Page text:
Servicemembers, civilians join in Luxembourg to honor veterans

SPANGDHALEM AIR BASE, Germany -- Servicemembers, American and Luxembourg civilians, families and veterans stepped into the cold from their warm vehicles Nov. 11 to pay tribute to members of the armed forces during a Veterans Day ceremony at the Luxembourg American Cemetery and Memorial.

The cold those people felt bundled in layers and wearing gloves as they wandered among the monuments and more than 5,000 gravesites, likely could not compare to the bone-chilling cold so many servicemembers felt during the winter of 1944 - 1945 when so many lost their lives in the Battle of the Bulge.

More than 50 acres serve as the final resting place to many who lost their lives fighting for freedom, their families and their country.

"We pause today to remember the service of our fellow countrymen, the commitment that they have made to a country that has stood for freedom over the past 200 years," said Chaplain (Capt.) Paul Joyner, 52nd Fighter Wing chaplain, during the ceremony invocation. "We ask also to remember those that sacrificed their very lives for the freedom that many nations now enjoy. Because of the dedication of these American veterans, people and nations all over the world have come to know freedom, and how valuable and how costly it truly is."

The 702nd Munitions Support Squadron Honor Guard from Buechel Air Base, Germany, posted the colors; volunteers from the 52nd FW stood in formation; and the Singing Sabers sang the Luxembourg and American national anthems.

Additionally, members of the 101st Airborne Division Belgian Friendly stood in formation clad in antiquated military uniforms; a Marine assisted with laying wreaths at the cemetery's white stone chapel; and Zach Lofton, an Eagle Scout from Troop 165, Spangdahlem Air Base, read the presidential Veterans Day proclamation, making the ceremony a true collaboration of units and services.

"In the past 64 years, and in the name of liberty for all, these hallowed grounds of Luxembourg have served as the final resting place for thousands of America's fallen warriors," said Mark Biedlingmaier, U.S. Chargè d'Affaires of the Grand Duchy of Luxembourg. "Each headstone in this cemetery, row after row, has an individual story to tell. Collectively they stand as a testament to our greatest generation - a generation of men and women called upon by their country to leave their families and homes to liberate the people of Europe."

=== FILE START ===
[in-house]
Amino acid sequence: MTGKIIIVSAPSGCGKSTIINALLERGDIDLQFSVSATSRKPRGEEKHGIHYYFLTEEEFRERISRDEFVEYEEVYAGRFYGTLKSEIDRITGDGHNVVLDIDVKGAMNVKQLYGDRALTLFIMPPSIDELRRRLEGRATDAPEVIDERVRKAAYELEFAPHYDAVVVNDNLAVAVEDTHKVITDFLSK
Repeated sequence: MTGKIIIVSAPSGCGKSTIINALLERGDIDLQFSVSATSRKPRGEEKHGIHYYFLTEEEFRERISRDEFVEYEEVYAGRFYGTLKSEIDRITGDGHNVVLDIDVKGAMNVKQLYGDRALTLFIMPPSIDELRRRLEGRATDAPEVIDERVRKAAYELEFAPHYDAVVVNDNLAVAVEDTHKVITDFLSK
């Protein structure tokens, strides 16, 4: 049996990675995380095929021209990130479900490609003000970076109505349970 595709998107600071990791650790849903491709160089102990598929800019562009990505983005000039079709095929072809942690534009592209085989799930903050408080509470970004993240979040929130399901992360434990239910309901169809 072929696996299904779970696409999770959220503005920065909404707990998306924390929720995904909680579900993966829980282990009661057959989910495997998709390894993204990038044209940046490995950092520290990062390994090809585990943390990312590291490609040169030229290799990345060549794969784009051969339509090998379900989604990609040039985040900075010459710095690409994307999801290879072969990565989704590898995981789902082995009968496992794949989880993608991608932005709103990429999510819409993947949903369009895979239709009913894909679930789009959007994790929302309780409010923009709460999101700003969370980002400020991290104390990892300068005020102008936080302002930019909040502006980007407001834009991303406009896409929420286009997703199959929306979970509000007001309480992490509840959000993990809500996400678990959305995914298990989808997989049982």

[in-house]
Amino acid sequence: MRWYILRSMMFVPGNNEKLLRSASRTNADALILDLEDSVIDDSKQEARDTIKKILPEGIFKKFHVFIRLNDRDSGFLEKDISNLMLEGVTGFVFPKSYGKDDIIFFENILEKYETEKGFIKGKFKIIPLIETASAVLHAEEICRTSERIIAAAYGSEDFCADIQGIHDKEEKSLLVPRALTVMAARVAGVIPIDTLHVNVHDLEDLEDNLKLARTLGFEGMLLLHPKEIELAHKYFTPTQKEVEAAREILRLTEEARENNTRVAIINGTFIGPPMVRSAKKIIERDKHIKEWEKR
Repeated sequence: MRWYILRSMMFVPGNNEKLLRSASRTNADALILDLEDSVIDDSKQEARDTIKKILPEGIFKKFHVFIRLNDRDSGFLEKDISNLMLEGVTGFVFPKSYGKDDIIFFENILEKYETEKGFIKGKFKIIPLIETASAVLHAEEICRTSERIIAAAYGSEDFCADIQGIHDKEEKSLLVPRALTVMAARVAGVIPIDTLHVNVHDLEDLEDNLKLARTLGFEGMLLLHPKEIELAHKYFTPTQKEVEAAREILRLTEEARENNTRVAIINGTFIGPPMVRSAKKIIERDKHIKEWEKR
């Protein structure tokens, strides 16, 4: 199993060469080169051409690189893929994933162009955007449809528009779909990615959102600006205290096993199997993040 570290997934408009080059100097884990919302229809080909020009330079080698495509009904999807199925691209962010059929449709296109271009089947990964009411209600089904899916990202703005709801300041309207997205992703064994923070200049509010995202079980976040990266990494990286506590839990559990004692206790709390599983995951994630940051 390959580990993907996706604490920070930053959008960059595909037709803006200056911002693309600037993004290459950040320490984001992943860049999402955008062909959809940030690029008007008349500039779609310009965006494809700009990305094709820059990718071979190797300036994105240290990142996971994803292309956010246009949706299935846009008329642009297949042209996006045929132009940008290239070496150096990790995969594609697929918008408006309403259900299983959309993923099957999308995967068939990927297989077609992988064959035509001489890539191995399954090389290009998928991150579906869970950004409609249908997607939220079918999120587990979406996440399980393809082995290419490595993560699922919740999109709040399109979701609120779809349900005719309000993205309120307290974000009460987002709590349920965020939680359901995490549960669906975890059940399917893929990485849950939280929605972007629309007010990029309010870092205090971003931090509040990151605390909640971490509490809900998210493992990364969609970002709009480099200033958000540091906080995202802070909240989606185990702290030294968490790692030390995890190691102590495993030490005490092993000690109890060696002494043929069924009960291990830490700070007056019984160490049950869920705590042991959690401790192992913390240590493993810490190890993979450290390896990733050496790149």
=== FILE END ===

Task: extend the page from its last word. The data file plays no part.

The cemetery, established in 1944, serves as the burial place for 5,076 American servicemembers, to include 22 instances where two brothers are buried together, as well as the remains of 101 "Unknowns," according to the American Battle Monuments Commission.

"Those who rest here made the ultimate sacrifice for freedom... I want to offer a sincere thanks to the people and government of Luxembourg for continuing to honor the sacrifices of the American soldiers who fought and died for their liberation," Mr. Biedlingmaier said. "The greatest memorial to these fallen heroes, though, is not found in the monuments we erect or the words we utter. It is the one we have built together since the end of that horrible day, the great alliance that stood for peace for over 60 years.

"Through our shared and continued commitment we will ensure the freedom of future generations. May our blossomed friendship continue to flourish for centuries to come."

A 21-gun salute and solemn playing of taps sounded after the laying of wreaths to mark the closing of the ceremony.

After the official ceremony, wreaths were laid at the gravesite of Gen. George S. Patton, U.S. Third Army commander during World War II, by his granddaughter, Helen Patton-Plusczyk. Originally, General Patton was buried among the other soldiers, but the foot traffic killed the grass near the grave. Thus, General Patton's grave was moved to its current location, as though it is watching over the graves of the soldiers who served with him.

"He did not ever consider himself to need to be here," Mrs. Patton-Plusczyk said, referring to the general's position at the head of the graveyard. "He considered himself to be there, with the other soldiers."

The reasons people attended varied - to etch the grave of a loved one or historical figure, or to pay tribute to unknown comrades.

One Saber, dressed in an M43 World War II paratroopers uniform and standing in formation with 101st Airborne Division Belgian Friendly, attended to honor his family.

"Both of my grandfathers served, actually. My one grandfather was in the first armored division in Northern Africa and in Italy. My other grandfather was in the Navy on the USS Woodworth. Both received Bronze Stars with 'Valor' and Purple Hearts," said Tech. Sgt. Larry Kellogg, 52nd Equipment Maintenance Squadron combat support NCO in charge. "My uncles, my brother, my dad - we've all served. My family has a very rich military tradition. This is just another way - wearing the World War II uniform - to honor the dead who are buried here on Veterans Day."